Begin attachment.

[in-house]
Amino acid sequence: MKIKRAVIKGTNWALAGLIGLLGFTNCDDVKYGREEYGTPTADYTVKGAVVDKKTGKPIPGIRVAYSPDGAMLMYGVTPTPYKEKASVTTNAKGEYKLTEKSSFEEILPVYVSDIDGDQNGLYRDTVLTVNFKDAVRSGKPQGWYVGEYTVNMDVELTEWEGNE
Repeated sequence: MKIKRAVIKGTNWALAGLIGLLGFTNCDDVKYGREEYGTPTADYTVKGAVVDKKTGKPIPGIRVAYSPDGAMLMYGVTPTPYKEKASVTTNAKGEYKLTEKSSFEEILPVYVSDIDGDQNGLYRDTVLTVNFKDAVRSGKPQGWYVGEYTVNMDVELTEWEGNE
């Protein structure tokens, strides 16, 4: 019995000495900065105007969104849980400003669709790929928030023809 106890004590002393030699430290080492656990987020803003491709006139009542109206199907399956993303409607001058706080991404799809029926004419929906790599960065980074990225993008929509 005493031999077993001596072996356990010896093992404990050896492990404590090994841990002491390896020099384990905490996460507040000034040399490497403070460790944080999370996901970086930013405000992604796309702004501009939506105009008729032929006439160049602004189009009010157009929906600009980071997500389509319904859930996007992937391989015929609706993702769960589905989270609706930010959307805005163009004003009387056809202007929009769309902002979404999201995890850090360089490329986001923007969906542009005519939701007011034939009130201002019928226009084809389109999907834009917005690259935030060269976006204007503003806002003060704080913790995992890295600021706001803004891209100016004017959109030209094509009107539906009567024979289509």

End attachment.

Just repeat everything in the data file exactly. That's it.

[in-house]
Amino acid sequence: MKIKRAVIKGTNWALAGLIGLLGFTNCDDVKYGREEYGTPTADYTVKGAVVDKKTGKPIPGIRVAYSPDGAMLMYGVTPTPYKEKASVTTNAKGEYKLTEKSSFEEILPVYVSDIDGDQNGLYRDTVLTVNFKDAVRSGKPQGWYVGEYTVNMDVELTEWEGNE
Repeated sequence: MKIKRAVIKGTNWALAGLIGLLGFTNCDDVKYGREEYGTPTADYTVKGAVVDKKTGKPIPGIRVAYSPDGAMLMYGVTPTPYKEKASVTTNAKGEYKLTEKSSFEEILPVYVSDIDGDQNGLYRDTVLTVNFKDAVRSGKPQGWYVGEYTVNMDVELTEWEGNE
């Protein structure tokens, strides 16, 4: 019995000495900065105007969104849980400003669709790929928030023809 106890004590002393030699430290080492656990987020803003491709006139009542109206199907399956993303409607001058706080991404799809029926004419929906790599960065980074990225993008929509 005493031999077993001596072996356990010896093992404990050896492990404590090994841990002491390896020099384990905490996460507040000034040399490497403070460790944080999370996901970086930013405000992604796309702004501009939506105009008729032929006439160049602004189009009010157009929906600009980071997500389509319904859930996007992937391989015929609706993702769960589905989270609706930010959307805005163009004003009387056809202007929009769309902002979404999201995890850090360089490329986001923007969906542009005519939701007011034939009130201002019928226009084809389109999907834009917005690259935030060269976006204007503003806002003060704080913790995992890295600021706001803004891209100016004017959109030209094509009107539906009567024979289509």